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Do chains' departures give boost to C.O. businesses?

By Alicia Inns
Published On: Dec 24 2013 05:28:44 PM CST
Updated On: Dec 03 2013 09:16:46 PM CST

NewsChannel 21's Alicia Inns talks with people about ths string of chain restauarnts, shops closing in Bend.

BEND, Ore. -

Bend has lost another national chain restaurant with the closure in recent days of the Outback Steakhouse in the southeast part of the city.

A sign on the door of the restaurant at 1180 SE Third Street, near the intersection with Reed Market Road,  said the lease on the building was up, and Nov. 30th was its last day.

“Let’s not call this a ‘goodbye,’ rather a ‘see you later,’” the posted notice said.

A manager at the restaurant couldn’t say much more Monday.

Last month, Papa John’s Pizza unexpectedly closed its lone Bend store. And earlier this year, Quizno’s closed its Bend and Redmond sandwich shops

Also, the Bend Sears store, whose closure was announced this fall, has now shut its doors after a liquidation sale.

And the parent firm of Ray's Food Place in Bend and Redmond announced they are closing their doors after the holidays, though other markets in La Pine, Sisters and Prineville are among those staying open.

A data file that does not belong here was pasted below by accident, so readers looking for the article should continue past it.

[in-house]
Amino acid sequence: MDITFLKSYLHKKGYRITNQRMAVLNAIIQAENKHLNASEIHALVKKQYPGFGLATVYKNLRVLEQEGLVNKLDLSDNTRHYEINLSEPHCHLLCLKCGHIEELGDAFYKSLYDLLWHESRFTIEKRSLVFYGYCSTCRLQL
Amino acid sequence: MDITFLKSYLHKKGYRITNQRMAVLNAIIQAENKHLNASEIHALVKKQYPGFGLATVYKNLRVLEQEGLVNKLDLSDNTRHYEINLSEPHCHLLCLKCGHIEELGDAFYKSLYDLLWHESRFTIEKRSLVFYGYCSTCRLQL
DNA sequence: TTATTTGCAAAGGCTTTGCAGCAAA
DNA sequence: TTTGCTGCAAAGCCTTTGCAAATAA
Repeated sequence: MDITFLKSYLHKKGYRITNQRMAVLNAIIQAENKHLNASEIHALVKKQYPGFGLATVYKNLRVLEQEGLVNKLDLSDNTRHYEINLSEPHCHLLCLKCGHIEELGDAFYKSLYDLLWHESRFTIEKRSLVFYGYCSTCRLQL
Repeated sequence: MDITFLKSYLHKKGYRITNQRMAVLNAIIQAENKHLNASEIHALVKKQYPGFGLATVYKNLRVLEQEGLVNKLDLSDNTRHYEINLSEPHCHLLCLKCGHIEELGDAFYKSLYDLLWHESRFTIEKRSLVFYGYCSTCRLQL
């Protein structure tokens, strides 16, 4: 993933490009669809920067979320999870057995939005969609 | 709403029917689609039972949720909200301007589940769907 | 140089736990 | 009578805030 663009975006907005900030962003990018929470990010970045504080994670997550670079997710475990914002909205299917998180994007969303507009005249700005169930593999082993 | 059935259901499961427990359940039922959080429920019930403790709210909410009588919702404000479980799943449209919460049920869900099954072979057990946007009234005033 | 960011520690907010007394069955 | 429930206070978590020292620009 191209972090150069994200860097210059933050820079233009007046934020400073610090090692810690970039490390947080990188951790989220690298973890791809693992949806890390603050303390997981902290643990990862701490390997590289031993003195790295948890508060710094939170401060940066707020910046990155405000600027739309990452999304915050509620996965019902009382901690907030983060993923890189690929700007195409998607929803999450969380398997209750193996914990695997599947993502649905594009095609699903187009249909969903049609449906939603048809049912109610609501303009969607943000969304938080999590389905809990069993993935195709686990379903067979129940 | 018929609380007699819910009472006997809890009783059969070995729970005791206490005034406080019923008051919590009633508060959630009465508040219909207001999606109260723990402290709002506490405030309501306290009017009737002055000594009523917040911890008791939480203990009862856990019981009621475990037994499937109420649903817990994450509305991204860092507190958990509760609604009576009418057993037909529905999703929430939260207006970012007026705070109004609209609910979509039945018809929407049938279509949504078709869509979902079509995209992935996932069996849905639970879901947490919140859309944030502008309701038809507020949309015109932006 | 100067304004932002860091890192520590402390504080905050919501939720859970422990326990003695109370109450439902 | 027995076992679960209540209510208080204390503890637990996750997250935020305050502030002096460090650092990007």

This recent string of chain closures has prompted a lot of feedback from Central Oregonians.

"Maybe one of the local restaurants will get more business now," one shopper said Tuesday.

"Anything that loses jobs has a major negative effect," said another.

Some say this is survival of the fittest in the retail and restaurant world. Some argue national chains suck all the profits from local businesses, while others say losing any business in Central Oregon hurts.

"People say, 'Well. if you open up a Walmart, you're running the little guy out of business.' But people that are running the little guy out of business are the ones who used to go to him -- and now go to Walmart," one Bend man told us.

"The chains do take away from some of the smaller ones around town. But at the same time, all business in town, any business helps," another shopper told us.

A few people out shopping around town Tuesday told us the chains closing show a sign of the times.

"We can't afford $40-$50  for dinner at night for two people -- and throw in a bottle of wine, you've spent $100. The places that are run efficiently and have a menu that appeals to the public, they're gong to make it," one viewer said.

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